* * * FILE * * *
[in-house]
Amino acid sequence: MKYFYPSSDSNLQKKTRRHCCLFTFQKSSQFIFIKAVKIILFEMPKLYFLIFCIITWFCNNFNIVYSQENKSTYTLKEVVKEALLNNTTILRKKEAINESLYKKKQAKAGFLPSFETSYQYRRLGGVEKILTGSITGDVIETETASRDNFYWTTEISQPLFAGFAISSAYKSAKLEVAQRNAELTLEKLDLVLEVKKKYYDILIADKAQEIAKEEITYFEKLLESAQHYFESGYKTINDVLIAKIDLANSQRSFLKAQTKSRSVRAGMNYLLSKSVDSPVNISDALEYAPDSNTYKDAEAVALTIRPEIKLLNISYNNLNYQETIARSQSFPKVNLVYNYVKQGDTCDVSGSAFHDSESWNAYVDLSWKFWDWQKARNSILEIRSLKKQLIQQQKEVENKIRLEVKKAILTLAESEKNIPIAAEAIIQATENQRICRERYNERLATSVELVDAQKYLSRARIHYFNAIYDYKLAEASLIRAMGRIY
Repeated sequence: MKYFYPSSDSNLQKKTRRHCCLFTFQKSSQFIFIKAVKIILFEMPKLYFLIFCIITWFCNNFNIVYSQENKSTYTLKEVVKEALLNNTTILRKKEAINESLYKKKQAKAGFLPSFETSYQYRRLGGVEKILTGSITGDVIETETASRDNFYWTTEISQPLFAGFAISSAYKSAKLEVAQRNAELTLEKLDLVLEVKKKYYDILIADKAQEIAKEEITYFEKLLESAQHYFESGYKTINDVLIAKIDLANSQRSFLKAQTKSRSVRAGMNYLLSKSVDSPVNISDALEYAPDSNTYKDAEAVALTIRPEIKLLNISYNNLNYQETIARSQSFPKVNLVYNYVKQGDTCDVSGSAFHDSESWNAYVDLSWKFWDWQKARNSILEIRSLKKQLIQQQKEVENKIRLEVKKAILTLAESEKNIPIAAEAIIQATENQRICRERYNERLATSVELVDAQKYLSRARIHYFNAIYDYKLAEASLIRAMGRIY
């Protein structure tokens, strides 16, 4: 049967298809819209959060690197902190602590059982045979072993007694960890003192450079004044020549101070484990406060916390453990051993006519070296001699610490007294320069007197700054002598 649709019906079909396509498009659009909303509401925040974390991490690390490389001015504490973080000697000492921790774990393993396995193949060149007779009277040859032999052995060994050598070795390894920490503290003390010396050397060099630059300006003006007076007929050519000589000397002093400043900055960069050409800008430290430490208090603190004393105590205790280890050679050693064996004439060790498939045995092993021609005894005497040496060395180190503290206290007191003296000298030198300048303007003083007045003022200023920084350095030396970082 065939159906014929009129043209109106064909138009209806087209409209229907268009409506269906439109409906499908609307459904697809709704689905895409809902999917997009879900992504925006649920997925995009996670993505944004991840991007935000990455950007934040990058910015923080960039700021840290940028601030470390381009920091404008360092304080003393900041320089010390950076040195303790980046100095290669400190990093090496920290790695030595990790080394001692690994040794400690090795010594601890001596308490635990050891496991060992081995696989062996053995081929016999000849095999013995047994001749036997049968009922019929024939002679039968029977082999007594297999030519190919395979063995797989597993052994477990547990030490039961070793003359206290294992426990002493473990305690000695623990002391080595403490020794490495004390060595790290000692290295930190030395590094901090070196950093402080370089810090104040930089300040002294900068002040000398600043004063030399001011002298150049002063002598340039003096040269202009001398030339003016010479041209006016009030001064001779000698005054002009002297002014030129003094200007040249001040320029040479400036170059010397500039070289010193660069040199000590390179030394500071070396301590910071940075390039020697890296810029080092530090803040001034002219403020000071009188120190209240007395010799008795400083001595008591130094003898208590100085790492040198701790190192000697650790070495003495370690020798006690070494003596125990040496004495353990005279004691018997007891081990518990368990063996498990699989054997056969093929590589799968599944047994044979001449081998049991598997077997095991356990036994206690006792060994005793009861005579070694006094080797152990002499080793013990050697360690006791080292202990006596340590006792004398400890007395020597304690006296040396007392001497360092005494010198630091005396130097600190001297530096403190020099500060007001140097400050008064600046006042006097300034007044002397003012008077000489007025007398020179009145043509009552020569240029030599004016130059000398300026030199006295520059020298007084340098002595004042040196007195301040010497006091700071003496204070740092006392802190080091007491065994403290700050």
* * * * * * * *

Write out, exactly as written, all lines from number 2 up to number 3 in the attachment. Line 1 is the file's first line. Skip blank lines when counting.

Amino acid sequence: MKYFYPSSDSNLQKKTRRHCCLFTFQKSSQFIFIKAVKIILFEMPKLYFLIFCIITWFCNNFNIVYSQENKSTYTLKEVVKEALLNNTTILRKKEAINESLYKKKQAKAGFLPSFETSYQYRRLGGVEKILTGSITGDVIETETASRDNFYWTTEISQPLFAGFAISSAYKSAKLEVAQRNAELTLEKLDLVLEVKKKYYDILIADKAQEIAKEEITYFEKLLESAQHYFESGYKTINDVLIAKIDLANSQRSFLKAQTKSRSVRAGMNYLLSKSVDSPVNISDALEYAPDSNTYKDAEAVALTIRPEIKLLNISYNNLNYQETIARSQSFPKVNLVYNYVKQGDTCDVSGSAFHDSESWNAYVDLSWKFWDWQKARNSILEIRSLKKQLIQQQKEVENKIRLEVKKAILTLAESEKNIPIAAEAIIQATENQRICRERYNERLATSVELVDAQKYLSRARIHYFNAIYDYKLAEASLIRAMGRIY
Repeated sequence: MKYFYPSSDSNLQKKTRRHCCLFTFQKSSQFIFIKAVKIILFEMPKLYFLIFCIITWFCNNFNIVYSQENKSTYTLKEVVKEALLNNTTILRKKEAINESLYKKKQAKAGFLPSFETSYQYRRLGGVEKILTGSITGDVIETETASRDNFYWTTEISQPLFAGFAISSAYKSAKLEVAQRNAELTLEKLDLVLEVKKKYYDILIADKAQEIAKEEITYFEKLLESAQHYFESGYKTINDVLIAKIDLANSQRSFLKAQTKSRSVRAGMNYLLSKSVDSPVNISDALEYAPDSNTYKDAEAVALTIRPEIKLLNISYNNLNYQETIARSQSFPKVNLVYNYVKQGDTCDVSGSAFHDSESWNAYVDLSWKFWDWQKARNSILEIRSLKKQLIQQQKEVENKIRLEVKKAILTLAESEKNIPIAAEAIIQATENQRICRERYNERLATSVELVDAQKYLSRARIHYFNAIYDYKLAEASLIRAMGRIY